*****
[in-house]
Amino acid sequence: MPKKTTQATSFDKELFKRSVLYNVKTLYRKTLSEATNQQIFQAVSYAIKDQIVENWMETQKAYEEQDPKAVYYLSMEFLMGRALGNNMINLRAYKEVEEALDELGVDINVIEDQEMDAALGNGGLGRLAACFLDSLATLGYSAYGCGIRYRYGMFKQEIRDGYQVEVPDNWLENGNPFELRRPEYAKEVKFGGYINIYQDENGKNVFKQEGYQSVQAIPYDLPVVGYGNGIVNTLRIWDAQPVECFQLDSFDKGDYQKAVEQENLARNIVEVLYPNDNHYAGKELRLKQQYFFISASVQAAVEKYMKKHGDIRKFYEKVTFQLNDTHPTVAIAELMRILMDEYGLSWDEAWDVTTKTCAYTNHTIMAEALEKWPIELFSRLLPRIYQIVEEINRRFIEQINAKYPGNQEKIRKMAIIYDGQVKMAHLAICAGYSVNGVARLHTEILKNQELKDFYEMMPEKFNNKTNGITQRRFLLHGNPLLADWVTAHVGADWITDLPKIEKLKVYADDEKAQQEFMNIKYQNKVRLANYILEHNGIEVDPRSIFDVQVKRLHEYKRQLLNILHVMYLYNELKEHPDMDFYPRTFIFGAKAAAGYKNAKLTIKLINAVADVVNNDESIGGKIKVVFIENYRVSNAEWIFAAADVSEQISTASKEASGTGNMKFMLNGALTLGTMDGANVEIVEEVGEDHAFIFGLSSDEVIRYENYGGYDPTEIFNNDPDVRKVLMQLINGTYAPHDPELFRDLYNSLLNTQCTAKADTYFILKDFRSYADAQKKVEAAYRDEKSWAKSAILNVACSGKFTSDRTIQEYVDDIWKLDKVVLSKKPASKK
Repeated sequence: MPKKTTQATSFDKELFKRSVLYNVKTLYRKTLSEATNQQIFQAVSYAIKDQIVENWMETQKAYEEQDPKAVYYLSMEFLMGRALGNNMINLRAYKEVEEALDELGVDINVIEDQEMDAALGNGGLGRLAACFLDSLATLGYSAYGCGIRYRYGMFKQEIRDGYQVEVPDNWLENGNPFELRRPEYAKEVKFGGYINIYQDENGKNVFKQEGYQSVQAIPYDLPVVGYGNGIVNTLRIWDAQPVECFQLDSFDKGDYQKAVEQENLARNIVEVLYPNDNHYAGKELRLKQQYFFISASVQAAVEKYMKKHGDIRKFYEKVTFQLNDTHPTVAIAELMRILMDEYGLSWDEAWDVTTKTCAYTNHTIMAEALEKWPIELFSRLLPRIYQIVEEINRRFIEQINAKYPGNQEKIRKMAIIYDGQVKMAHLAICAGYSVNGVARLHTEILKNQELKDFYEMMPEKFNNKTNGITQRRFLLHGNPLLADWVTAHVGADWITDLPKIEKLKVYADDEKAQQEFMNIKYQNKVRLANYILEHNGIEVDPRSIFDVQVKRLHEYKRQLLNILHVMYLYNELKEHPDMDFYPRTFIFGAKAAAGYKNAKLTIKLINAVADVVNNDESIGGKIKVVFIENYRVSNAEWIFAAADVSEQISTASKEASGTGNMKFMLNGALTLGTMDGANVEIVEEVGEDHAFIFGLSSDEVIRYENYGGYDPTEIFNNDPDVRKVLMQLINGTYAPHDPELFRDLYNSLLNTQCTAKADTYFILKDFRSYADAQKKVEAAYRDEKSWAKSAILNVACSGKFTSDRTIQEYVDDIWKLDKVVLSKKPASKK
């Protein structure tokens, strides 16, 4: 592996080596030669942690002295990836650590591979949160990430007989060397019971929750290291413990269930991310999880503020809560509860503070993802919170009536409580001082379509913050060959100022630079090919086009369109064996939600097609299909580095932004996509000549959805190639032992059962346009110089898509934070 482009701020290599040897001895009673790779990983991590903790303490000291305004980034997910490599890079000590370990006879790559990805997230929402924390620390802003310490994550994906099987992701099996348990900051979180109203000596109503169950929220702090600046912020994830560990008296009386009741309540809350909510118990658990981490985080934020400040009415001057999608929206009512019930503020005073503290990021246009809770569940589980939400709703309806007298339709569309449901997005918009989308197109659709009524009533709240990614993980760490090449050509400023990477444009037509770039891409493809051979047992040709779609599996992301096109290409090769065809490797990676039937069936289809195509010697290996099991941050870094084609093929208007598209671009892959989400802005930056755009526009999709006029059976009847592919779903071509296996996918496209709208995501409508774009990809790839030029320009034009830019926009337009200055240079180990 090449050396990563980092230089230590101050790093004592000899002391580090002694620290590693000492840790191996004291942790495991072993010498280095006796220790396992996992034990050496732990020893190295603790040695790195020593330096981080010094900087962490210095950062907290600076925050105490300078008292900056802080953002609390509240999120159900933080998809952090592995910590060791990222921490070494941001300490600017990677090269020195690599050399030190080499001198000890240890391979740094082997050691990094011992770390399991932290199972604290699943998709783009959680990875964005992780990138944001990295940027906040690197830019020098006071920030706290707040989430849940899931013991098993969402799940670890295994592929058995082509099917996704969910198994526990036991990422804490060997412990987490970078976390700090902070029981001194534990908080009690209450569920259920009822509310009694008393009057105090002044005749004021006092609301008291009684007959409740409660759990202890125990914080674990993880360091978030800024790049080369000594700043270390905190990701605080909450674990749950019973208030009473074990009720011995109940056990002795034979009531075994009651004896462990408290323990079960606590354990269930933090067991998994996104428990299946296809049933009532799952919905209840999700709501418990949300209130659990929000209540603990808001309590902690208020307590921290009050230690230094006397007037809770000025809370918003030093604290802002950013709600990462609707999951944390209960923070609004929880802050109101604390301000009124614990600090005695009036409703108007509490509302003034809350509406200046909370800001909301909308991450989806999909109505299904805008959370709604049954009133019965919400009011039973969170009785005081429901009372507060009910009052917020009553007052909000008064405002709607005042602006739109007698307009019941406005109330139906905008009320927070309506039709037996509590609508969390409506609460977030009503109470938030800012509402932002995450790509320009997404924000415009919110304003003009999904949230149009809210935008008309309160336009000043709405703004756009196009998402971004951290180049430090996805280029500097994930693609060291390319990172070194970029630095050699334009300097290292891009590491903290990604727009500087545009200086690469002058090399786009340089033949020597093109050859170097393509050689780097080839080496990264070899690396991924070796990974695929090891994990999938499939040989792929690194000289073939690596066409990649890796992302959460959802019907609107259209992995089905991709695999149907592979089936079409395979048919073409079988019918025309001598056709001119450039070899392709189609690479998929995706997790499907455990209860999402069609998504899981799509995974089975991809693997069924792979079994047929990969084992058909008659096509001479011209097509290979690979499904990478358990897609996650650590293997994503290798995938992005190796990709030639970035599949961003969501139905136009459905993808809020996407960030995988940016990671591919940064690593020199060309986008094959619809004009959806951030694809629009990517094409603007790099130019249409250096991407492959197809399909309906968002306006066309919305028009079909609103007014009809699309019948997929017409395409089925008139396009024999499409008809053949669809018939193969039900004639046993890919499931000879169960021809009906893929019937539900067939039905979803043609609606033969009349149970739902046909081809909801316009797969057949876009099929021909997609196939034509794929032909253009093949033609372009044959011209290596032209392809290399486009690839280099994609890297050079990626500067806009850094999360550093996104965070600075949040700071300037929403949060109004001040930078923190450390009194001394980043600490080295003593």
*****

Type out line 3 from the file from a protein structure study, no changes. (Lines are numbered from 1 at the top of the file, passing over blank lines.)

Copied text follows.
Repeated sequence: MPKKTTQATSFDKELFKRSVLYNVKTLYRKTLSEATNQQIFQAVSYAIKDQIVENWMETQKAYEEQDPKAVYYLSMEFLMGRALGNNMINLRAYKEVEEALDELGVDINVIEDQEMDAALGNGGLGRLAACFLDSLATLGYSAYGCGIRYRYGMFKQEIRDGYQVEVPDNWLENGNPFELRRPEYAKEVKFGGYINIYQDENGKNVFKQEGYQSVQAIPYDLPVVGYGNGIVNTLRIWDAQPVECFQLDSFDKGDYQKAVEQENLARNIVEVLYPNDNHYAGKELRLKQQYFFISASVQAAVEKYMKKHGDIRKFYEKVTFQLNDTHPTVAIAELMRILMDEYGLSWDEAWDVTTKTCAYTNHTIMAEALEKWPIELFSRLLPRIYQIVEEINRRFIEQINAKYPGNQEKIRKMAIIYDGQVKMAHLAICAGYSVNGVARLHTEILKNQELKDFYEMMPEKFNNKTNGITQRRFLLHGNPLLADWVTAHVGADWITDLPKIEKLKVYADDEKAQQEFMNIKYQNKVRLANYILEHNGIEVDPRSIFDVQVKRLHEYKRQLLNILHVMYLYNELKEHPDMDFYPRTFIFGAKAAAGYKNAKLTIKLINAVADVVNNDESIGGKIKVVFIENYRVSNAEWIFAAADVSEQISTASKEASGTGNMKFMLNGALTLGTMDGANVEIVEEVGEDHAFIFGLSSDEVIRYENYGGYDPTEIFNNDPDVRKVLMQLINGTYAPHDPELFRDLYNSLLNTQCTAKADTYFILKDFRSYADAQKKVEAAYRDEKSWAKSAILNVACSGKFTSDRTIQEYVDDIWKLDKVVLSKKPASKK